Cater vs Banquet - What's the difference?

cater | banquet |


As a proper noun cater

is .

As a noun banquet is

a large celebratory meal; a feast.

As a verb banquet is

to participate in a banquet; to feast.

cater

English

Etymology 1

From (etyl)

Verb

(en verb)
  • To provide food professionally for a special occasion.
  • Did you hire someone to cater our party next week?
  • To provide things to satisfy a person or a need, to serve.
  • I always wanted someone to cater to my every whim.
    Derived terms
    * caterer * cater for * cater to

    Noun

    (en noun)
  • (obsolete) A provider; a purveyor; a caterer.
  • Etymology 2

    Verb

    (en verb)
  • (obsolete) To cut diagonally.
  • (Halliwell)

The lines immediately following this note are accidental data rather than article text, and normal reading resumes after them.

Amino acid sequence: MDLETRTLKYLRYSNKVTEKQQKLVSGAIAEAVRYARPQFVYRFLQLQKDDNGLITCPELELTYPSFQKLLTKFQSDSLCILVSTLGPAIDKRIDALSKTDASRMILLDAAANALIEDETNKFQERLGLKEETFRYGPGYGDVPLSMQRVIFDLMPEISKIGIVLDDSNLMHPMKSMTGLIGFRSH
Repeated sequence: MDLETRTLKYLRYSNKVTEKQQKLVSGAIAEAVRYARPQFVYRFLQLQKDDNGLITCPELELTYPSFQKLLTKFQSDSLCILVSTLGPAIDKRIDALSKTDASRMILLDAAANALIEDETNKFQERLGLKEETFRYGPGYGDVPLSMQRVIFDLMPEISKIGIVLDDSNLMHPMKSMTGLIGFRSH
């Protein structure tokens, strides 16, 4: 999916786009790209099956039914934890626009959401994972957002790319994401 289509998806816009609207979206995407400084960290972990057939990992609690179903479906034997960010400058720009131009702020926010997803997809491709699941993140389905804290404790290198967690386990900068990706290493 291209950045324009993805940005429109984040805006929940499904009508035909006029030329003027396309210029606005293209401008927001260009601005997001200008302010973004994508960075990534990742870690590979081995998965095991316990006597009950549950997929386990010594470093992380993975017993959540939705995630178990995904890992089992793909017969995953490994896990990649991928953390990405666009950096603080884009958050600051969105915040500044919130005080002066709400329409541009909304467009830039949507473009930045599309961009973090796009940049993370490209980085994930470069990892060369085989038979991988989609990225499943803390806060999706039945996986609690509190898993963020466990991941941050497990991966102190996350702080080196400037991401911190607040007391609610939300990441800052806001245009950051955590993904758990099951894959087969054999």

Etymology 3

    (etyl) .

    Noun

    (en noun)
  • The four of cards or dice.
  • (Webster 1913)

    Anagrams

    * ----

    banquet

    English

    Noun

    (en noun)
  • A large celebratory meal; a feast.
  • (archaic) A dessert; a course of sweetmeats.
  • * Massinger
  • We'll dine in the great room, but let the music / And banquet be prepared here.

    Verb

  • To participate in a banquet; to feast.
  • * Milton
  • Were it a draught for Juno when she banquets , I would not taste thy treasonous offer.
  • (obsolete) To have dessert after a feast.
  • * Cavendish
  • Where they did both sup and banquet .
  • To treat with a banquet or sumptuous entertainment of food; to feast.
  • * Coleridge
  • Just in time to banquet / The illustrious company assembled there.
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